Wrong Dog, Right Home

A dog story with a happy ending.


Last month, I mentioned that I recently helped an 84-year-old friend with the 10-month-old Border Collie whom she had recently adopted from our local shelter. I wanted to take the opportunity to say a couple of things about this.

First: I wish more people would take their time when they are looking for a dog or puppy to choose. Far too many people adopt the wrong dog when they are in a hurry to adopt. And often, as with my friend, their hearts are in the right place! They adopt from a shelter because they want to save a life and they know the shelter is full; they feel pressured to not leave without a dog. But as I try to convince my dog-seeking friends, this decision is going to affect the next 10 to 15 or more years of your life! Take your time and get a dog who checks all your boxes, who is the right age and size, and who has the right coat and temperament for your home and family. Don’t rush! There are more than enough dogs to go around, and you’ll enjoy one who fits into your home easily more than one who is a struggle to manage.

But here’s the second thing I want to say: When people do adopt the “wrong” dog, boy, do I love it when they dig in and say, “Maybe we made a bad decision, but we’re going to make it work.” My 84-year-old friend and her husband have a mandarin orange farm, and they were hoping their new dog could run loose with the husband as he works on the farm during the day. When Grace proved to be a poor candidate for this – she wanted to chase every rabbit that set foot in the orchards and every car that drove down the country road – the couple thought nothing of building a large fenced run to contain Grace for a few hours during the day. The rest of the time, Grace is either on a leash or she stays in the house.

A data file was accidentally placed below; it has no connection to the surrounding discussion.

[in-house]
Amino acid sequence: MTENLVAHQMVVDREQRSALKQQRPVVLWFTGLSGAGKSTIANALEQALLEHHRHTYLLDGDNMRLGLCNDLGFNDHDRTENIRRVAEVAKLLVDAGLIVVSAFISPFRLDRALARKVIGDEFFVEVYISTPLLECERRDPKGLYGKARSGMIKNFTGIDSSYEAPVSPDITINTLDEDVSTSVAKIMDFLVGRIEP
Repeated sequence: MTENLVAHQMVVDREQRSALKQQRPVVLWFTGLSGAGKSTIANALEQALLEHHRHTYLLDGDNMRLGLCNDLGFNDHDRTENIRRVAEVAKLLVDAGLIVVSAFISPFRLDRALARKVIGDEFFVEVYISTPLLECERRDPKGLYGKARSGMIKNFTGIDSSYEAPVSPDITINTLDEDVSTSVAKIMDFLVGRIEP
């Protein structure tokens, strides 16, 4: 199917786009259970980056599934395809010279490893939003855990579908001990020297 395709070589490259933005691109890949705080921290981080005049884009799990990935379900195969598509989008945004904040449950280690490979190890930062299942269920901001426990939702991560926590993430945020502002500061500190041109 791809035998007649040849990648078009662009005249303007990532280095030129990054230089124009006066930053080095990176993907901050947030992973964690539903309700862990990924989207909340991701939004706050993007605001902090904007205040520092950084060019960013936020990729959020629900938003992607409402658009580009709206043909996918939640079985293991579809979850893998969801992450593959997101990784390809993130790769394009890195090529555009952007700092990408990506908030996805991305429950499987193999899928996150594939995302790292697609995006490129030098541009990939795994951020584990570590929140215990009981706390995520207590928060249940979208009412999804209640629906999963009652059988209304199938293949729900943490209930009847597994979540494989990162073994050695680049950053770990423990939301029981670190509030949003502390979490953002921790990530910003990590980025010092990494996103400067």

Better yet, after we worked with Grace together one time my friend took off the choke chain another trainer had recommended, and bought a harness, a waist-belt treat pouch, and a variety of treats. Thus equipped, and after just two private lessons, she now walks Grace several times a day in her rural neighborhood and reports that they are now tightly bonded; Grace listens to her and she no longer feels at risk of being pulled off her feet by the exuberant young dog.

I can’t say I was confident the adoption would work out. But after hearing that my friend had arranged for her daughter to take Grace – along with a trust fund to support the dog – should my friend pass away before Grace does, my heart swelled. It’s just so lovely (and unexpected) when the “wrong” dog falls into the right hands.


  1. Speaking as someone who bred, raised, and trained Border Collies for over 20 years, I’m not surprised at all by Grace’s reaction to the training sessions. Border Collies are incredibly smart, and they want to please their person. Once they know what’s expected, they “get it” (and it doesn’t take them long to learn what’s expected.

    They do like to have a job, though; if they don’t, they can become destructive. The possibilities are endless.